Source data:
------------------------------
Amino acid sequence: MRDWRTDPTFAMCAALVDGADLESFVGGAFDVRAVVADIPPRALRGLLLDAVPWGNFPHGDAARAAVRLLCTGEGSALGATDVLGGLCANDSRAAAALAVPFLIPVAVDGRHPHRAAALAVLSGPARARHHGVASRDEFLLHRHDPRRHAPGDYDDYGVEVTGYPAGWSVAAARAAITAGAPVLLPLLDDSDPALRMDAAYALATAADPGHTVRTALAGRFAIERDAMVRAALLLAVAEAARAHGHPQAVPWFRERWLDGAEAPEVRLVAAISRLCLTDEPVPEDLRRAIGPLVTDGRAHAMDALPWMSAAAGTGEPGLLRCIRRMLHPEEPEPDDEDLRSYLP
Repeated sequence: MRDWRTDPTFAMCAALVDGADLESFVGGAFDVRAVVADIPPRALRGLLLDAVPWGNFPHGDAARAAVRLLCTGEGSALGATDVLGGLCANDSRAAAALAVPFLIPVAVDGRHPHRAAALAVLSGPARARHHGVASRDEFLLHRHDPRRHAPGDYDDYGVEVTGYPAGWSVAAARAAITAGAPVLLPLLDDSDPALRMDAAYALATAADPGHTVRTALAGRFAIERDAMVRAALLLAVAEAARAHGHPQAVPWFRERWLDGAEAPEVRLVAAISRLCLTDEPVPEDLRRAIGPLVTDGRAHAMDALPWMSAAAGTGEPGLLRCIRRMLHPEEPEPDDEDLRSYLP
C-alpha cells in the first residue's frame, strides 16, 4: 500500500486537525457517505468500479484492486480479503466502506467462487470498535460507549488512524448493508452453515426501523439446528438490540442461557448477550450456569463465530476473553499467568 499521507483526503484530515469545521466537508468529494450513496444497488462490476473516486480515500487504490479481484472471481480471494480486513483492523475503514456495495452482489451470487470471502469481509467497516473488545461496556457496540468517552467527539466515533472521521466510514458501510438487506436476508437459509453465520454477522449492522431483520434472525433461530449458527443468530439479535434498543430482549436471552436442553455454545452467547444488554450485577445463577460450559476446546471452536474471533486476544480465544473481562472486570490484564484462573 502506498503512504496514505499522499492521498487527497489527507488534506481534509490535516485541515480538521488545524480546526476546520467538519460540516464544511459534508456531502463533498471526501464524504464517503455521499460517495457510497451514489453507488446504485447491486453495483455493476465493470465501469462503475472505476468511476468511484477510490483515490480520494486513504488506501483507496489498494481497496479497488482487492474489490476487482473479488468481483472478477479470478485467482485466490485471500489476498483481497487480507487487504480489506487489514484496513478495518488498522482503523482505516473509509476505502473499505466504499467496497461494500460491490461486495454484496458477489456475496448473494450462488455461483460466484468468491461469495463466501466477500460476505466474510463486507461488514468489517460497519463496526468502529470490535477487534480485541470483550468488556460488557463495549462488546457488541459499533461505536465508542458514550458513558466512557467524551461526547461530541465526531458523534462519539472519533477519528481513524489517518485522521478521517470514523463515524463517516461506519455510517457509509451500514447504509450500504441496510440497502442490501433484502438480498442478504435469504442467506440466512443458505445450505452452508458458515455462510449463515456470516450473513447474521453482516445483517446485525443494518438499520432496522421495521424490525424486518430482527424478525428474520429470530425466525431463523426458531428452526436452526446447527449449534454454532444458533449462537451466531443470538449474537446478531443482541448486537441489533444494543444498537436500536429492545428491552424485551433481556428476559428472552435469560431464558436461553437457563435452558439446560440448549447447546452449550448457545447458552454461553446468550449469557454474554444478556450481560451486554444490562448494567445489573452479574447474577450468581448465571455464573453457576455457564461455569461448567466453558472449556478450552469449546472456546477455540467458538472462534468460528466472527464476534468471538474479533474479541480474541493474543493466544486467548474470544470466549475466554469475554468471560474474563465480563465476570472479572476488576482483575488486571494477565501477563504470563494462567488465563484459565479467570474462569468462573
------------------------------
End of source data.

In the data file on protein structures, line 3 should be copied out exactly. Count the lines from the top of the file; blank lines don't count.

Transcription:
C-alpha cells in the first residue's frame, strides 16, 4: 500500500486537525457517505468500479484492486480479503466502506467462487470498535460507549488512524448493508452453515426501523439446528438490540442461557448477550450456569463465530476473553499467568 499521507483526503484530515469545521466537508468529494450513496444497488462490476473516486480515500487504490479481484472471481480471494480486513483492523475503514456495495452482489451470487470471502469481509467497516473488545461496556457496540468517552467527539466515533472521521466510514458501510438487506436476508437459509453465520454477522449492522431483520434472525433461530449458527443468530439479535434498543430482549436471552436442553455454545452467547444488554450485577445463577460450559476446546471452536474471533486476544480465544473481562472486570490484564484462573 502506498503512504496514505499522499492521498487527497489527507488534506481534509490535516485541515480538521488545524480546526476546520467538519460540516464544511459534508456531502463533498471526501464524504464517503455521499460517495457510497451514489453507488446504485447491486453495483455493476465493470465501469462503475472505476468511476468511484477510490483515490480520494486513504488506501483507496489498494481497496479497488482487492474489490476487482473479488468481483472478477479470478485467482485466490485471500489476498483481497487480507487487504480489506487489514484496513478495518488498522482503523482505516473509509476505502473499505466504499467496497461494500460491490461486495454484496458477489456475496448473494450462488455461483460466484468468491461469495463466501466477500460476505466474510463486507461488514468489517460497519463496526468502529470490535477487534480485541470483550468488556460488557463495549462488546457488541459499533461505536465508542458514550458513558466512557467524551461526547461530541465526531458523534462519539472519533477519528481513524489517518485522521478521517470514523463515524463517516461506519455510517457509509451500514447504509450500504441496510440497502442490501433484502438480498442478504435469504442467506440466512443458505445450505452452508458458515455462510449463515456470516450473513447474521453482516445483517446485525443494518438499520432496522421495521424490525424486518430482527424478525428474520429470530425466525431463523426458531428452526436452526446447527449449534454454532444458533449462537451466531443470538449474537446478531443482541448486537441489533444494543444498537436500536429492545428491552424485551433481556428476559428472552435469560431464558436461553437457563435452558439446560440448549447447546452449550448457545447458552454461553446468550449469557454474554444478556450481560451486554444490562448494567445489573452479574447474577450468581448465571455464573453457576455457564461455569461448567466453558472449556478450552469449546472456546477455540467458538472462534468460528466472527464476534468471538474479533474479541480474541493474543493466544486467548474470544470466549475466554469475554468471560474474563465480563465476570472479572476488576482483575488486571494477565501477563504470563494462567488465563484459565479467570474462569468462573